We arrived at the hotel shortly after 9am and were amazed to be checked in immediately instead of being told our rooms would not be ready until after 3pm. An even bigger surprise occurred when we went to our room on the seventh floor and found that the room was large with two large windows with a view west.
After a long day's walk, it was wonderful to lie on the bed in the afternoon with the sun shining in and warming our weary bones.
The view. Way off in the distance, you could see the arch at Wembley Stadium.
Even the bathroom looked good and it was very clean. As my father would have said, 'it was a good camp' and I would recommend this hotel. Easily the best I have ever stayed at in London. After gratefully lying down on the bed and sleeping for two hours, we headed off to explore.
There is just so much to see in London. A little lane-way like this would be a feature in many small towns, but in London, it is totally unremarkable.
The traditional English symbols still abound.
They look so grand from the front with the portico out front. Scroll back up to our view from the window to see what they look like from the back.
Some houses are even more posh.
Unfortunately, whenever you want to take a photo, there is always some other photographer ruining the view. This street (Inverness Terrace) really does look impressive and because one end is partially blocked off, there is very little traffic and it is a pleasure to stroll along.
So we crossed over into Kensington Gardens, the western end of Hyde Park, which reminded me very much of walking in Fawkner Park in Melbourne which I used to cross every morning on my walk to work back in 1975. The sky was clouded over with a bit of a cold breeze so there weren't hoards of people about.
We wandered over towards Kensington Palace which I had never been near before. There were dafodills everywhere and still in full bloom.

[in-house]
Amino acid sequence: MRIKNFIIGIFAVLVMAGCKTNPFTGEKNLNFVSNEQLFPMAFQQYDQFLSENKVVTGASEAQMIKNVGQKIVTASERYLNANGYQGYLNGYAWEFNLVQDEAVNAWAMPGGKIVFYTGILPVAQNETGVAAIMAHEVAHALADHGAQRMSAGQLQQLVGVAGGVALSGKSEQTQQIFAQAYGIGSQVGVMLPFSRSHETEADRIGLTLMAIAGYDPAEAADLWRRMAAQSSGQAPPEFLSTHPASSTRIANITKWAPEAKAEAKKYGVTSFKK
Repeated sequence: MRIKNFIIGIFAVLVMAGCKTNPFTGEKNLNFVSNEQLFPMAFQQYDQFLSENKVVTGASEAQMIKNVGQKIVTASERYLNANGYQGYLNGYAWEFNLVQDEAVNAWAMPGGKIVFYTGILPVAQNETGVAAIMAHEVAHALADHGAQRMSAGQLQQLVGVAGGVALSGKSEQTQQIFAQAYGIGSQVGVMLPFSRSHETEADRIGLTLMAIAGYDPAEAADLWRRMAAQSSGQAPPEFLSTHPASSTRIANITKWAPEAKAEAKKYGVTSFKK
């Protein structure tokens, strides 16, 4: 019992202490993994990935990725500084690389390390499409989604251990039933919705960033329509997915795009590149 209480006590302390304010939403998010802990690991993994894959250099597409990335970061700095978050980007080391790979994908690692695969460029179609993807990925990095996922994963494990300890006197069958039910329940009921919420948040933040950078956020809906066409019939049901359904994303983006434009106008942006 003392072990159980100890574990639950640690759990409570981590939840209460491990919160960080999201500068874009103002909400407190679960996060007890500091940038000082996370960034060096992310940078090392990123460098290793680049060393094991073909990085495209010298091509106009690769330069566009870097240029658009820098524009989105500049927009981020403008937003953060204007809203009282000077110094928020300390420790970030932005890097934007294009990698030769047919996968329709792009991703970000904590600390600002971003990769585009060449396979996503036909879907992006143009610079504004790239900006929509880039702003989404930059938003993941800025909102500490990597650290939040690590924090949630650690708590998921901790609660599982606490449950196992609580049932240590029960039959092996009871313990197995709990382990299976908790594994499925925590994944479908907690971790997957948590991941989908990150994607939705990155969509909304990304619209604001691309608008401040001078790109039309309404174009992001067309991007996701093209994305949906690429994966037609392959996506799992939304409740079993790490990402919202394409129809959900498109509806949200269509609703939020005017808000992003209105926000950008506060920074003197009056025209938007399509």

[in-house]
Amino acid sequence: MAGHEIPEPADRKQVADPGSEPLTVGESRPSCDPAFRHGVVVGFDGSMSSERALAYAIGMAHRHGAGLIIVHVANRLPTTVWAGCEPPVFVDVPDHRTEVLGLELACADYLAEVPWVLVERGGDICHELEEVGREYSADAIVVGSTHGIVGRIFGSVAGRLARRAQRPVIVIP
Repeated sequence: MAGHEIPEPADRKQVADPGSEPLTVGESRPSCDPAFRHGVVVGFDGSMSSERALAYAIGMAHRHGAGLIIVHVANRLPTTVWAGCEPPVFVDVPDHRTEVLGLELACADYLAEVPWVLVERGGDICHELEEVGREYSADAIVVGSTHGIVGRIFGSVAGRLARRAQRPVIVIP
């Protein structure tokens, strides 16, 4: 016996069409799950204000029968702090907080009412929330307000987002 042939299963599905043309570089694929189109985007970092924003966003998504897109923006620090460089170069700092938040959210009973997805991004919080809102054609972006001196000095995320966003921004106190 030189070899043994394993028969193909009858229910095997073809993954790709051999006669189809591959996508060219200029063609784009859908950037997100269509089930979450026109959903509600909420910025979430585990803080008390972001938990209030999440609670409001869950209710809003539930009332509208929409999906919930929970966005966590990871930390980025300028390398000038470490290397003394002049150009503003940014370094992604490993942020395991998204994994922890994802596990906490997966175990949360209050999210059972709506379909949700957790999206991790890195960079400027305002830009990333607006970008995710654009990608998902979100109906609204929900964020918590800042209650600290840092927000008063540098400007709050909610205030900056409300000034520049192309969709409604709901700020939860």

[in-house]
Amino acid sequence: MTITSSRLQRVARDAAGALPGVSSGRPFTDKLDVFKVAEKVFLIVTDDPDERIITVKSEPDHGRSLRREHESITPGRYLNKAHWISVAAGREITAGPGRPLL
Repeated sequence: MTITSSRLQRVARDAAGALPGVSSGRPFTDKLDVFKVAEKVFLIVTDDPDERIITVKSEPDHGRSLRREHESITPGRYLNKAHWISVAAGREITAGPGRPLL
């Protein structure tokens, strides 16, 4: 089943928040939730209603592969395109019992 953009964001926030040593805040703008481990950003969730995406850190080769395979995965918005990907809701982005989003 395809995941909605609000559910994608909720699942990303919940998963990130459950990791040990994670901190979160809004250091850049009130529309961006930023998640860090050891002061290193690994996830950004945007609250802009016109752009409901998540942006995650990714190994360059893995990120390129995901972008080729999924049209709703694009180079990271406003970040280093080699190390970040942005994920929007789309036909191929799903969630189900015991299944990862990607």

More dafodills with the Kensington Palace Orangery.
The Orangery is now used as a restaurant and is the only building in the vicinity with architectural merit.
Kensington Palace looks like a reform school or prison, certainly not a palace. In my humble opinion, they should tear this dump of a palace down and replace it. Even a McDonalds would be better.
Even Queen Victoria turned her back on it.
Periodically we would come across small groups sitting on the ground in the park. Some appeared to be meetings like this one, others simply picnics. The English have to be really hardy to do this because it is distinctly cold out in the open with the damp wind coming in off the North Sea. Builds character, I suppose.
For two seconds, there was a break in the clouds and the sun illuminated the gold statue on the Albert Memorial. Unfortunately, by the time I got my camera ready, the sun was gone. It's the quick and the dead on a gloomy London afternoon.
Detail of the fence around the memorial.
Across from the Royal Albert Hall were these set of tracks with a replica of Stephenson's Rocket all steamed up, ready to go. You could take a fifty yard ride in an open carriage behind it.
The driving wheel. Such a fetching yellow.
The walls of the Victoria & Albert Museum are being restored.
The completed restoration.
There is just so much stuff in this place, any piece of which would be the star attraction of most other museums.
I was particularly impressed by two rooms that featured full size plaster casts of various famous items from other cities or museums.
Here is the plaster cast of the Florence Bapistery doors
I wish this plaster cast concept were used more in other museums. Interestingly, there were quite a number of artists making sketches of these casts.
The entrance / exit to the museum. I liked the colour.
You are probably wondering why does he have this gloomy picture of a Pieta. Next door to the V&A is the Brompton Oratory. Just inside to the right is this Pieta and to the left are two marble columns. If you look behind the right marble column, there is a small space that was reputedly used as a dead drop by soviet spies.
You are not supposed to take photos, so I took these photos with no flash, hence the blur.
So now for a bit of colour as contrasted to the white and grey of so many of the other photos.
We have really enjoyed strolling along some of the less crowded back streets where there is virtually no traffic and it's quiet and peaceful. This is Ennismore Gardens Mews. It reminded us of a back street we walk down in Philadelphia on the way to the Kimmel Center for the orchestra concerts.
In front of one of the houses in the mews. These residences are highly desirable and very expensive to buy.
Some more colour.
The horse riding track in Hyde Park / Kensington Gardens. I presume it is Rotten Row.
A statue to Prince Charles, rampant in Kensington Gardens. Just kidding.
I'd never thought that dogs could damage trees, but apparently they can.